King Herod heard of it, for Jesus’ name had become known. Some said, “John the Baptist has been raised from the dead. That is why these miraculous powers are at work in him.” But others said, “He is Elijah.” And others said, “He is a prophet, like one of the prophets of old.” But when Herod heard of it, he said, “John, whom I beheaded, has been raised.” – Mark 6:14-16
Communication is fast these days. Some of the digital billboards along interstate highways in our city will post tweets from Twitter on current events. Within minutes of the occurrence we are informed of the death of an entertainment idol or the incident of an earthquake on the other side of the planet, even without radio or television. It’s amazing—maddening sometimes—but truly amazing.
Somehow word-of-mouth was able to get news of Jesus’ mighty works to King Herod. First-century Palestine, without newspapers or even one single electronic device, still spread news. Mark indicates that rumors were going around that maybe this man was Elijah. This is not without scriptural support since Elijah didn’t die but rode a chariot of fire directly into heaven, and Malachi 4:5 says that he would return. In other grist for the rumor mill, some were saying that Jesus was like one of the prophets of old. There are probably other suggestions that Mark didn’t record for us.
Herod has his own theory though: John the Baptizer was raised from the dead. I doubt that Herod held a precise doctrine of resurrection, but it was an idea running around in their world at the time. Herod (the Great) was a rather paranoid man, even killing people in his own family when he felt threatened. John was beheaded at the request of an erotic dancer (Mark actually digresses to tell the story after the passage copied above). Perhaps, like father-like son, Herod (the younger’s) paranoia was getting the better of him since he knew John was a righteous man and had been afraid to murder him.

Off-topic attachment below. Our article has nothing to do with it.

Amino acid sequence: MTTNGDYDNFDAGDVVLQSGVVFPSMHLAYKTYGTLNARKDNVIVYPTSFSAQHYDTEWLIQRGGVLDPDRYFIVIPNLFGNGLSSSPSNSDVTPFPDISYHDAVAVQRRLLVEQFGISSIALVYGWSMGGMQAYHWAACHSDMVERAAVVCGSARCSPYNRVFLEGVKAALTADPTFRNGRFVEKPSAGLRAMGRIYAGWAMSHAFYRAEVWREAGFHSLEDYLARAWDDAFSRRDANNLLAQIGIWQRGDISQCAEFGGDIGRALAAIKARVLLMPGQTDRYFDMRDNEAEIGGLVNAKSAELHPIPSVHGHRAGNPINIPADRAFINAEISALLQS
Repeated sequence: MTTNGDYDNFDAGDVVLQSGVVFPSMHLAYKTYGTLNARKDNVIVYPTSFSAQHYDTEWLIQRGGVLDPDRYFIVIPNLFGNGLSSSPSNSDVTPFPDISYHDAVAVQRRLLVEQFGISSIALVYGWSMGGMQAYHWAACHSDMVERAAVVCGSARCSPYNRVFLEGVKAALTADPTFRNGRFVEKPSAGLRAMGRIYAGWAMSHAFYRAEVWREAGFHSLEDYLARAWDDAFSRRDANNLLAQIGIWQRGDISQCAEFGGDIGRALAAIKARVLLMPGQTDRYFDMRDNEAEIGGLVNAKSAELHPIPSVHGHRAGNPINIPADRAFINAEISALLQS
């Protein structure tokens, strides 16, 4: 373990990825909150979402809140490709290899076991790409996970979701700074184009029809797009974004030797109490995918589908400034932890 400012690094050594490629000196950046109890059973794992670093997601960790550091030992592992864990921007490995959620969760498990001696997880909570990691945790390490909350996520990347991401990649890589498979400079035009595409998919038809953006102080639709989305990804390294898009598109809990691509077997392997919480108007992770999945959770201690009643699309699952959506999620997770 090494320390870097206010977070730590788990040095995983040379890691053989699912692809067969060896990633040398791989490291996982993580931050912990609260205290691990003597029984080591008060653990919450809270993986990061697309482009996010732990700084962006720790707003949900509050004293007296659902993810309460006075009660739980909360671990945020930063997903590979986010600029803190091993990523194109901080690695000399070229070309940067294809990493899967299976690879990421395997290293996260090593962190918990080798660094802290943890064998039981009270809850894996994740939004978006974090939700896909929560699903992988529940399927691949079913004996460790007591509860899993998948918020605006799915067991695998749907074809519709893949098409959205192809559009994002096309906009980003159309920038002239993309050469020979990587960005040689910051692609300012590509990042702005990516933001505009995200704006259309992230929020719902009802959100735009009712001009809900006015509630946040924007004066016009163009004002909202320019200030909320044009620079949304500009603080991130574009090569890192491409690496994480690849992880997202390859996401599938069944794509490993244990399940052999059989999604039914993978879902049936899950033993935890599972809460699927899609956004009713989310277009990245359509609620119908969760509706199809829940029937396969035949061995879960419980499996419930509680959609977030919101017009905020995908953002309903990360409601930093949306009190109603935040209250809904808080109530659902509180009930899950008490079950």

Whatever the case, this is what Herod thought. It shows that Jesus was indeed doing some very mighty works, forcing people to unlikely explanations as well as to taking notice. Interestingly, as we’ve seen in previous examples in Mark, this is a sandwich story. The passage copied above, along with the following story of how John came to be martyred, is sandwiched in the midst of the account of Jesus sending out the Twelve to preach repentance, cast out demons, and heal the sick. In the previous sandwich stories, we’ve seen how the separate stories relate to each other and expose some things that their “sandwiching” reveals that otherwise would go unnoticed.
Inserting the story of John’s death inside a story on mission reveals something about the disciples’ work. When Jesus sends you on a mission, you might end up like John! Not only that, but this foreshadows Jesus’ death, who is also sent to proclaim the kingdom, but will not do so without suffering even unto martyrdom. Mark has a purpose throughout which is to show that Jesus is the shepherd-warrior-king, the Greater David. In v. 14 above, Mark calls Herod “King Herod.” Herod is the “king of the Jews.” But Jesus is the true king, compassionate about sheep without a shepherd. Herod is a false shepherd who devours the prophets, while Jesus is the true Shepherd-King who feeds His people. And that’s the gospel!